My trips abroad usually involve a little side venture to the Vodafone store to get a SIM card for my GSM phone. I find it convenient (and geeky) to have a phone when I'm over there. I did so last week while in the UK.
One of the things that surprised me was how few people were using WCDMA handsets. I figured by now it would be in the hands of a lot of consumers. More surprising is how few were being offered at the stores (with the notable exception of Three of course). I checked out Orange and Vodafone company stores, as well as Cell Phone Warehouse and Phones 4u in Edinburgh. Few had 3G phones out on the shelves, or had signage related to 3G plans. Only Three was actively advertising anything about it.
Same thing is true here with our GSM providers. T-Mo doesn't even have 3GSM/WCDMA deployed. Cingular has it deployed but has like one handset. They actually lie on their site and say that EDGE is 3G. Not even GSMWorld makes that claim about EDGE.
Meanwhile, on this side of the Atlantic, take a look at two of the main providers: Sprint and Verizon. They've made massive rollouts of EV-DO service (see: Sprint, Verizon) and almost all of the phones priced $50 or above on Verizon are EV-DO enabled (Sprint has less phones with EV-DO--3 by my count). Both have PDA services that use EV-DO (Sprint: a couple Treos, Verizon: a bunch more).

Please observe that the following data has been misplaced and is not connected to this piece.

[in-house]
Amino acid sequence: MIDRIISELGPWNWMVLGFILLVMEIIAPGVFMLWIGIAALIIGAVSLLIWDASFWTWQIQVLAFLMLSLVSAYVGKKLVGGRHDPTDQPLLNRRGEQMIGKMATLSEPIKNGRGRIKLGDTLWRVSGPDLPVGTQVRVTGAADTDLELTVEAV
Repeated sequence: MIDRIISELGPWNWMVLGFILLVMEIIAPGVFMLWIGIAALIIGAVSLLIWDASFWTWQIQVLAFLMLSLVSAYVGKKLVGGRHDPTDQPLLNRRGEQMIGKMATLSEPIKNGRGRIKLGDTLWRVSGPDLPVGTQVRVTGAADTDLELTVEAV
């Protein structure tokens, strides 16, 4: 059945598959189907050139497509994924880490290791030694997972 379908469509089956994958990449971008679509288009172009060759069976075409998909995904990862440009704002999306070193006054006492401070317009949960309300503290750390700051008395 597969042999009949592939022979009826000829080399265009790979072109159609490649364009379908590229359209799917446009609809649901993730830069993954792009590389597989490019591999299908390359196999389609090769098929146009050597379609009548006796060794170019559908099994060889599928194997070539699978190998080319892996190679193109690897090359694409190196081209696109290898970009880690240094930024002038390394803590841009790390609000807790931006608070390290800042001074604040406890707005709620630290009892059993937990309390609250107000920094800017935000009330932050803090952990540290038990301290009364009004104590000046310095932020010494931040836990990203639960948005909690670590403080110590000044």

Which brings me to my next observation... I hardly saw any recent Blackberries (only saw older models) or any Treos in the UK. The only data services I saw people using were PIX and TXT messaging.
Getting down to the point of this post, it's shocking that the GSM customer base has still not migrated to higher standards like WCDMA or HSDPA in one of the world's most lucrative mobile markets (the UK). Where are the deals on cool 3G technology, like we have here in the US? Why didn't I see Vodafone pushing Vodafone live? The only advertising I saw for any 3G service was being able to check your Hotmail on Three.
What it speaks to is the relative lucrativeness of the technology. The United States' CDMA mobile providers seem to be proving that the Qualcomm technology path has a much, much faster rate of high speed services growth than the GSM technology path. Looking at the GSM Association statistics, 11% of CDMA users are now on EV-DO, only 4% of GSM users are on any form of W-CDMA (most of which are in Japan, I think). On the EV-DO side, a huge number of those are in the United States, the most lucrative mobile market in the world, thanks to the consumer push of Verizon and their VCAST services, and Sprint's mobile data push.
Final thought.... Vodafone, a stock I own and have now owned twice over the last five years, should not sell that Verizon Wireless stake they have under any circumstances. It's easily proving to be their most valuable growth asset in a huge lineup of assets they acquired in the 90s. I guess as a shareholder, I should be indifferent. I own part of that network through Vodafone's stock, and whatever they do with it, I will end up owning part of it or getting a cash payout.